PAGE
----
I cannot speak from experience. The only revival that I’ve been a part of is the three times that I went to Brownsville Assembly of God in Pensacola, Florida. I’m writing this in May of 1997. The revival there has been going on for almost two years. Other than that, I’ve never seen a revival. I’ve only read about them, and have heard the testimonies from those who have seen them.
The only question that I can answer is: What do I think revival is? The best definition that I’ve heard is "God stepping down from heaven" (read Isaiah 64:1-3). It is God coming to earth in all of His power, glory, holiness and love to cleanse and empower His Church, and to save the lost. Jonathan Edwards, speaking of the revival in 1740 in Northampton, said that you could feel the presence of God in the town. Charles Finney tells of towns which were experiencing revival had people cross into the border of the town, and feel the presence of God. Dr. Kingsley Priddy, a staff member of the Bible College of Wales, said in the book Rees Howells, Intercessor, that during the visitation that came to the college in the 1930’s people would walk in the garden talking in whispers because the presence of the Holy Spirit was so near.
Some revivals are nice and calm; such as, Asbury in 1970 and the Hebrides in 1949. Others are wild; such as, Azusa in 1906 and the campmeeting revivals in Kentucky in 1800. Revival, I guess, really can’t be defined by what happens. It is more easily defined by its source—God.
In some revivals, people sit quietly, experiencing the peace and love of God. In others, people sing and rejoice, dance and shout. There are at times manifestations which seem unusual. They are called various things, but they have happened frequently enough in true revivals that we shouldn’t worry about it when they happen. Revivals often have themes: prayer, holiness, repentance, joy, empowerment. They are usually all present in one way or another in each revival, but normally one theme is predominant.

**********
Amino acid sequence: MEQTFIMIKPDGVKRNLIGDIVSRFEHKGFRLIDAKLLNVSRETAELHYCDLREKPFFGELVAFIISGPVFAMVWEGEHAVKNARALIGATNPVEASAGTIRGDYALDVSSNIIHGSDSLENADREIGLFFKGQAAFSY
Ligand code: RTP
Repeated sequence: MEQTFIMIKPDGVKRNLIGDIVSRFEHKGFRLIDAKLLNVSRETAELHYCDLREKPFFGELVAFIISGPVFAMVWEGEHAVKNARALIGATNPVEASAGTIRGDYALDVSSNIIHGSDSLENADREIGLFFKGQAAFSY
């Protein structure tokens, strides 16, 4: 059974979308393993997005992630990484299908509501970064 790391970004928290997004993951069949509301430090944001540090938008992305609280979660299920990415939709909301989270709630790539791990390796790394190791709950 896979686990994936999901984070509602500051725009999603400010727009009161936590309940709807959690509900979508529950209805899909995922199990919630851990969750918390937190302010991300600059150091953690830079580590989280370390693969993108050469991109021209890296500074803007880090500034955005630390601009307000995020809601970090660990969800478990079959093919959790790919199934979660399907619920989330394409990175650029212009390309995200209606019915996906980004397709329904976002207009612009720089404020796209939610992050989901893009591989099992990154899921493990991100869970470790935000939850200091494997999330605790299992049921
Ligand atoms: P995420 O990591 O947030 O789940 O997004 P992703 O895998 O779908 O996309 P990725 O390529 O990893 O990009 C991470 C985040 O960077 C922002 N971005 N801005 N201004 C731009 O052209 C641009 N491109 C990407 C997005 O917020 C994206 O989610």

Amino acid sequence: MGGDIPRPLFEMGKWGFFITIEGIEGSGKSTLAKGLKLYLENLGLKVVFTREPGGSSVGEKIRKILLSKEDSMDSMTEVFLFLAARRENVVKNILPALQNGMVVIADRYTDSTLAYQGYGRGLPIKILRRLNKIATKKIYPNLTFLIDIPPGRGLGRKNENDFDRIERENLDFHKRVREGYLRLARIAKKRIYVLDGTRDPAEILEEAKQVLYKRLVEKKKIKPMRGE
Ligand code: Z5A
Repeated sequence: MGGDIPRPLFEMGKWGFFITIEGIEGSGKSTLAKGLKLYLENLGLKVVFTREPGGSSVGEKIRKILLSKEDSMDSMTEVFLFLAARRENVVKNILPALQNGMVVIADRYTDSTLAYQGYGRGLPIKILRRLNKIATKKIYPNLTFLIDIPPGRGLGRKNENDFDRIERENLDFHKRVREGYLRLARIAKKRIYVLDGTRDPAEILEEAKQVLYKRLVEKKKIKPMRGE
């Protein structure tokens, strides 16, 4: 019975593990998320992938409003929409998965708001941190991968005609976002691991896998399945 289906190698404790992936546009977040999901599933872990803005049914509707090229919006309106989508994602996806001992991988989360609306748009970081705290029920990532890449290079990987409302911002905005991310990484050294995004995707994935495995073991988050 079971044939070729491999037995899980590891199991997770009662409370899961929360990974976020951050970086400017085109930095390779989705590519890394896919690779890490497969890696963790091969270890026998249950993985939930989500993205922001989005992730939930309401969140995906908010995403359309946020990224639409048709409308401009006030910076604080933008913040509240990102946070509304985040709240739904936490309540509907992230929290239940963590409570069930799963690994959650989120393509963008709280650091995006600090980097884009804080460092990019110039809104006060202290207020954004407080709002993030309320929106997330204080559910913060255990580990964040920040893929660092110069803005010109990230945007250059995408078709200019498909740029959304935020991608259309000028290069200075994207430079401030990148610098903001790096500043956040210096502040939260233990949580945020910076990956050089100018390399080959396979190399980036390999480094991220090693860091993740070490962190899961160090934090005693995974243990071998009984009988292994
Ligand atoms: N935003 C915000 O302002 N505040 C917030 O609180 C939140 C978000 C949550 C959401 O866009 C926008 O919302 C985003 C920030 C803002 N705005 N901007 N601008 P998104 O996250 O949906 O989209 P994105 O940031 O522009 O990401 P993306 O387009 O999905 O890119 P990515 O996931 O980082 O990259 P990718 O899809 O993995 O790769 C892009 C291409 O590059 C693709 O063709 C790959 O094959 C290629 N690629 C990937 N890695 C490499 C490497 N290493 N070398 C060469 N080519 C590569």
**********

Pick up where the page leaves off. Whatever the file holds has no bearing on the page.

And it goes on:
What are the results of revivals? First and foremost, the church is cleansed. Christians that have been bound with sin for years find themselves set free to serve God with all of their heart. Second, souls are saved—in large numbers. Brownsville has seen 80,000 people either saved or restored from backsliding in not quite a two-year period. Usually, in these revivals, the converts remain strong Christians throughout their life.
Other frequent results are: a positive moral change in the local community; healings; homes restored; a positive change in the local economy; people are sent out to the mission field or called into ministry; plus, many other results.
My question is: If revivals have such a positive effect for the Kingdom of God, then why don’t we make revivals a matter of prayer? Revivals bring glory to God. Do we not care about that? Do we care that people are dishonoring God by not obeying Him….by not repenting? Do we care that His law is neglected? Do we care that the Church is no different than the world in far too many cases? Do we care that people are going to hell...an eternity in the lake of fire? I don’t think we do. If we did, we would be on our faces day and night until God poured out His Spirit.
Where are our tears?
Where is our shame?
Do we care that the power of the early Church is missing from our local churches today?
"God! Send us revival! Glorify Your name throughout the earth."
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